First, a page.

Beer Review – Cask Aged Noir by Rockmill

I think it’s a fair to say that many American craft brewers take considerable creative license with the traditional style guidelines.  Colin Vent at Seventh Son is not hesitant to use the creativity of his culinary training to dream up unique recipes.  Who else is adding heather flowers to a stout (Galloway Tale)?  Chris Davison at Wolf’s Ridge is convinced that coffee is the long lost fifth ingredient in the Reinheitsgebot.  Don’t even get me started on beers made with Count Chocula cereal (Platform Beer) or Mangalista pig brains (Right Brain Brewing).

I don’t normally associate Lancaster’s Rockmill Brewery with that trend though.  Those of you who have been lucky enough to visit Rockmill know that it’s the epitome of a farmhouse brewery, and their core lineup of beers are all traditional Belgian styles—Wit, Saison, Dubbel, Trippel.  However, their latest release, Cask Aged Noir, is a bit of mash up of styles.  It’s a black saison, which is in and of itself a 21st century creation, but they’ve taken it to another level by aging it in Middle West Spirits Whiskey Barrels.  I’m pretty sure they aren’t going down this path at Brasserie Dupont.

Rockmill Cask Noir1Vitals

  • Brewery: Rockmill (Lancaster, OH)
  • Style: Black Saison
  • ABV: 10.0%
  • Cost: $11 for a 375 mL (12 oz) bottle

Cask Aged Noir comes in 375 mL and 750 mL cork and cage bottles, but at 10% abv the smaller bottle was more than enough for me (not to mention the price tag).  Like most of the Rockmill lineup few details are provided either on the bottle or on their website. If you look at the back label very closely under a bright light you can find the hidden phrase “Feed The Dark Wolf” written in black ink on the black label.  That’s all I’ve got.

My Review

The color of this beer is what I like to call Spinal Tap black.  Even when held up to a light no ruby highlights seep through the edges of the glass.  As I begin to pour I see that there isn’t going to be much head, so I pour the last half of the bottle straight down the middle, but even that yields less than 1 cm of beige colored head.  The vigorous pouring may not have conjured much head but it does disperse a bevy of aromatic molecules that reach my nostrils before the bottle empties, and what a delightfully decadent aroma it is.  The mixture of vanilla, bourbon, and chocolate smells so delicious it’s hard for words to do it justice.  The taste follows the nose pretty closely.  Rich chocolate flavors from the malts meet luscious vanilla and caramel flavors from the barrel, while bourbon accents the already licentious mixture and provides just enough alcohol heat to cut through the sweetness. I’m hard pressed to find much in here that is recognizable as a saison, there is a background spiciness that may come from the yeast.  For this style the amount of residual sugar sweetness is surprisingly low, which may (or may not) be due in part to the saison yeast.  The bourbon flavor is most evident at the finish but is never too harsh, even for my delicate palate.  The mouthfeel, if that’s what you want to call it, envelops your tongue in such silky smooth velvety embrace that it might be illegal in some countries.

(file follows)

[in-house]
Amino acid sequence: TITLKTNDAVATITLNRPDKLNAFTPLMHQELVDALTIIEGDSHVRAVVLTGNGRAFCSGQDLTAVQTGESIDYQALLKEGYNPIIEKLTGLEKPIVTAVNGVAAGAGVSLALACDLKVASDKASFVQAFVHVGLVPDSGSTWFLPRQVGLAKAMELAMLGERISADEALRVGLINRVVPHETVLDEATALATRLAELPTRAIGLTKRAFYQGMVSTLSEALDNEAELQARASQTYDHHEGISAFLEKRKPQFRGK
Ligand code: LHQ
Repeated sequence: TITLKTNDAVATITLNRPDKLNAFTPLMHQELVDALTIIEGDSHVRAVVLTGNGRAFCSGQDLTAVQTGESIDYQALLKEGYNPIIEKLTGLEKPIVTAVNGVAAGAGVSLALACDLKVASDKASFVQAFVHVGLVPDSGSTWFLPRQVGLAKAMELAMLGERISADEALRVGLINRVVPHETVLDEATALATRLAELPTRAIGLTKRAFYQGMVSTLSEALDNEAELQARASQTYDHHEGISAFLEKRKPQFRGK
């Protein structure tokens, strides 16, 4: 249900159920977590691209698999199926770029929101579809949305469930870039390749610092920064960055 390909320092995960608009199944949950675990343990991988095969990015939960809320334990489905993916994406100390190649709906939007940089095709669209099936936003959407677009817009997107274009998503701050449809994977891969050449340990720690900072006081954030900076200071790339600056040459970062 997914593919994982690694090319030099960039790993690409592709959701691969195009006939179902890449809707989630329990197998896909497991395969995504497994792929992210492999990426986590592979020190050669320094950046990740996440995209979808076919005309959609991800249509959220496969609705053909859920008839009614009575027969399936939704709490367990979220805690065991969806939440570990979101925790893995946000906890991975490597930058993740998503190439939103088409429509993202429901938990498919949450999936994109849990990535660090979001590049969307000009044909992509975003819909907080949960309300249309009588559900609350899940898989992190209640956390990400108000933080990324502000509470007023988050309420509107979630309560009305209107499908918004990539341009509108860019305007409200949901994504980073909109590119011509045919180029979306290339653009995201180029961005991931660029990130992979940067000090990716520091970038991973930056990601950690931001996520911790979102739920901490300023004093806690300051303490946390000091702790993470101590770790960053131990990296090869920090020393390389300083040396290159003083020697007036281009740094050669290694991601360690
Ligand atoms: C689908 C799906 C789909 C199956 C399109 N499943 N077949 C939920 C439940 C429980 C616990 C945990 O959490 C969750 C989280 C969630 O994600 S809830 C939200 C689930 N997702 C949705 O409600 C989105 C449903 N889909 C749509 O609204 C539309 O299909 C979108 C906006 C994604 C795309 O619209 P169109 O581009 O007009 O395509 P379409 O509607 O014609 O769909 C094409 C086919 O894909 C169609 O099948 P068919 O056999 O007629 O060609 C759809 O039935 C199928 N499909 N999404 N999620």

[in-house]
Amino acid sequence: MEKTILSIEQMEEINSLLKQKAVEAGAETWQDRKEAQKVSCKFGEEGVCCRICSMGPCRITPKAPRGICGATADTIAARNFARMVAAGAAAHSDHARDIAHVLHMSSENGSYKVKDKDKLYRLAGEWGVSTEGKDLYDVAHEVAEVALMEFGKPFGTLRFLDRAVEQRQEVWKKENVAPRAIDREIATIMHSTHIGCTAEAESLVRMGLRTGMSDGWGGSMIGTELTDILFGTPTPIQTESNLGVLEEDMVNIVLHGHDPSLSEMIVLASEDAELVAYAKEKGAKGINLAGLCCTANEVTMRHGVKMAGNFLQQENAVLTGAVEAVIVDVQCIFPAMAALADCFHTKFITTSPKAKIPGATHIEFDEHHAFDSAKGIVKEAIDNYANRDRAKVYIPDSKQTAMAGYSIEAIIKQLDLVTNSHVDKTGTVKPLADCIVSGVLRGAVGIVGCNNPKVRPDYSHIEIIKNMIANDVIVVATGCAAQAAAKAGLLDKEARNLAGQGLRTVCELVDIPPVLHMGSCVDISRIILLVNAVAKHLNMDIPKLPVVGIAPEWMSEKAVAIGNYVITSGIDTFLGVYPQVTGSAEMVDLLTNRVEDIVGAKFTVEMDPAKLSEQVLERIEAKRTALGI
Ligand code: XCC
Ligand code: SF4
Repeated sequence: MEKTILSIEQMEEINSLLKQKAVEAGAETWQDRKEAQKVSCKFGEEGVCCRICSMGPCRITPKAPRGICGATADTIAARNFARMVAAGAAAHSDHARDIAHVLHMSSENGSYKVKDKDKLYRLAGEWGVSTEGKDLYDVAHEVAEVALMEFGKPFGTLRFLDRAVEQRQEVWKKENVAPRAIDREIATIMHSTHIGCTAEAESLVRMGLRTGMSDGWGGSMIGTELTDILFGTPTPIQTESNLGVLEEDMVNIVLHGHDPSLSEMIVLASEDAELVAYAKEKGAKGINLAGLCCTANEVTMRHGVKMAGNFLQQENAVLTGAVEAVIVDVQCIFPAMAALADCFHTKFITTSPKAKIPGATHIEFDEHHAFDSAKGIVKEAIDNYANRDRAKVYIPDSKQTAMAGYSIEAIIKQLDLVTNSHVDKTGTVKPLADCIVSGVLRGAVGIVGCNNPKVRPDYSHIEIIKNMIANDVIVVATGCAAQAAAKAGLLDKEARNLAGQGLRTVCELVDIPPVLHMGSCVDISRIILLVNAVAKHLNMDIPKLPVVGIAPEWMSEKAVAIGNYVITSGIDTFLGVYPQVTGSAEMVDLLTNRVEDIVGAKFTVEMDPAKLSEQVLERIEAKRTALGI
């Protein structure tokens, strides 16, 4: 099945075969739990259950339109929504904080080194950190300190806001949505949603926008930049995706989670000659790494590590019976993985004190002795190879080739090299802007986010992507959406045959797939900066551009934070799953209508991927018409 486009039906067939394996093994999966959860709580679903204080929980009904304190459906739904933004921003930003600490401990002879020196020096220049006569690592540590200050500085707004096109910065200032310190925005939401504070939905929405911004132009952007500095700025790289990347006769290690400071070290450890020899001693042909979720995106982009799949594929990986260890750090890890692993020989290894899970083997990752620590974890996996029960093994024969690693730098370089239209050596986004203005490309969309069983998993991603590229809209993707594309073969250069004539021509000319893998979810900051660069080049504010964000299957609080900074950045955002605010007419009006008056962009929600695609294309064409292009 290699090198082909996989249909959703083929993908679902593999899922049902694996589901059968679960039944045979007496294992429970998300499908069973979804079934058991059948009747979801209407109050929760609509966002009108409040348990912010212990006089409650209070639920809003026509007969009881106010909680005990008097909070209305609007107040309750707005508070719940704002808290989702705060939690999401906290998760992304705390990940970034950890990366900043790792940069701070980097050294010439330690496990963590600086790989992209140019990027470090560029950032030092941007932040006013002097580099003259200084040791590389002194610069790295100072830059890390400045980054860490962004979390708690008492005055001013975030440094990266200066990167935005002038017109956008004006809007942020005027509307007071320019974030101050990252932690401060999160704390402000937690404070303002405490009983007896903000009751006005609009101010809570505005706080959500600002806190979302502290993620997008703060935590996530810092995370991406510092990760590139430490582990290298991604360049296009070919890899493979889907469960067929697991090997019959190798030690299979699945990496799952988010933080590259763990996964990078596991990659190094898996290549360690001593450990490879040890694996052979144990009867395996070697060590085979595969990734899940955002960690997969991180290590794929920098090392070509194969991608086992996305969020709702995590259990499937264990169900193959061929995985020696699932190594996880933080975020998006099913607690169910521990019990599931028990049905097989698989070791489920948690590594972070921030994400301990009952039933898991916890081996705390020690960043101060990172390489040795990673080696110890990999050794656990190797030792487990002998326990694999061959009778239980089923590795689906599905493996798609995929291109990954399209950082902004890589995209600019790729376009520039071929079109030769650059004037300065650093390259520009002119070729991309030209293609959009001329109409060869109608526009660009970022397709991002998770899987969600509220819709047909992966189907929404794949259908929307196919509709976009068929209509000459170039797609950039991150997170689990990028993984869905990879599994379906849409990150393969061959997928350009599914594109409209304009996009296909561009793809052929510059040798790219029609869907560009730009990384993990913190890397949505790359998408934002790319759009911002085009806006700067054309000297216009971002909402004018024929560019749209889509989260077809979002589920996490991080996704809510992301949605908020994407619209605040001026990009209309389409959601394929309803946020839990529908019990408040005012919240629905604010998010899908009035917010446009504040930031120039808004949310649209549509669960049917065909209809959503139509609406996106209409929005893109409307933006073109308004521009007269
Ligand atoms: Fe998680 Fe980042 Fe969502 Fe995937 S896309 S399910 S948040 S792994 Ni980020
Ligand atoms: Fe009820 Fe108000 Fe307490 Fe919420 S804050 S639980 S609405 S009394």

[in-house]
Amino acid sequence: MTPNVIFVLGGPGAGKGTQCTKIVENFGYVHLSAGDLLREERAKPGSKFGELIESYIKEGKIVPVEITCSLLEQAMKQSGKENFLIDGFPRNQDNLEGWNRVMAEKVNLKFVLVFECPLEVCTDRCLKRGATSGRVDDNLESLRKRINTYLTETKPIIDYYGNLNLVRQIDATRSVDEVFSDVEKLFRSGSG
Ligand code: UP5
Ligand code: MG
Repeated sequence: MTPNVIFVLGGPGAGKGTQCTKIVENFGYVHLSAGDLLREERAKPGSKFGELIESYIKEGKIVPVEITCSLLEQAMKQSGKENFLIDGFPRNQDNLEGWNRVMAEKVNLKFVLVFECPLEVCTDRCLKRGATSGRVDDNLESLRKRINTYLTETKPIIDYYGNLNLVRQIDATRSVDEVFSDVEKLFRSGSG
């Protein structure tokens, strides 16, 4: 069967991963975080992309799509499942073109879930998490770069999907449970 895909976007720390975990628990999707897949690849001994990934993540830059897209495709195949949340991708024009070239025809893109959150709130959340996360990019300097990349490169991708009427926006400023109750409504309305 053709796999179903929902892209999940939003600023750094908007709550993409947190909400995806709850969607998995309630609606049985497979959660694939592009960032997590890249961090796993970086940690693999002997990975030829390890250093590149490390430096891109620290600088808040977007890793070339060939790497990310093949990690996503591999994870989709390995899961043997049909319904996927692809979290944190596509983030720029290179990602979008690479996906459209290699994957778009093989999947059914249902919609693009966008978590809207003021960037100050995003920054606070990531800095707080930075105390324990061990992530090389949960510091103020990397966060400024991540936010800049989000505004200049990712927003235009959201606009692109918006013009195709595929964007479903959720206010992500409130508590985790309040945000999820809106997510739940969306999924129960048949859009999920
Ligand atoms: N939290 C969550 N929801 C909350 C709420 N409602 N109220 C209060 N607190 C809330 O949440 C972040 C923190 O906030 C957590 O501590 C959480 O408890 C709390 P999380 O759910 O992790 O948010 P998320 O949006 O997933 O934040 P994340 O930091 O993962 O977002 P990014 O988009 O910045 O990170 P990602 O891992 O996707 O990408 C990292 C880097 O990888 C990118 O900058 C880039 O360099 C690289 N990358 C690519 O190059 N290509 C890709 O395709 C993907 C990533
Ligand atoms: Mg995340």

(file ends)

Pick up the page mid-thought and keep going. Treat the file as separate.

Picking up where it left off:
Let’s not beat around the bush, this is an awesome beer.  Rockmill might call this a saison but to my senses this is a barrel aged imperial stout in all but name.  If you’ve read my reviews of barrel aged stouts you know that I’m not crazy about beers where the bourbon is too up front, here barrel flavors complement the beer without overpowering it. The vanilla from the barrel is to die for and the malts are long on chocolate and short on bitter roastiness.  Another impressive attribute is the way it possesses such a sinfully rich flavor profile, but avoids the cloying residual sweetness that is the Achilles heel of many high gravity beers.  This is likely to be my last beer review of 2015. If so I’m happy to finish on such a high note.

Rating: 9

Rating scale: 10 = perfection, 9 = excellent, one of the top beers in the world, 8 = very good, one of the top beers in its style category, 7 = good, a solid beer I’m happy to be drinking, 6 = average, not bad but not something I’m likely to buy again, 5 = below average, 3-4 = poor, should be avoided, 1-2 drainpour.

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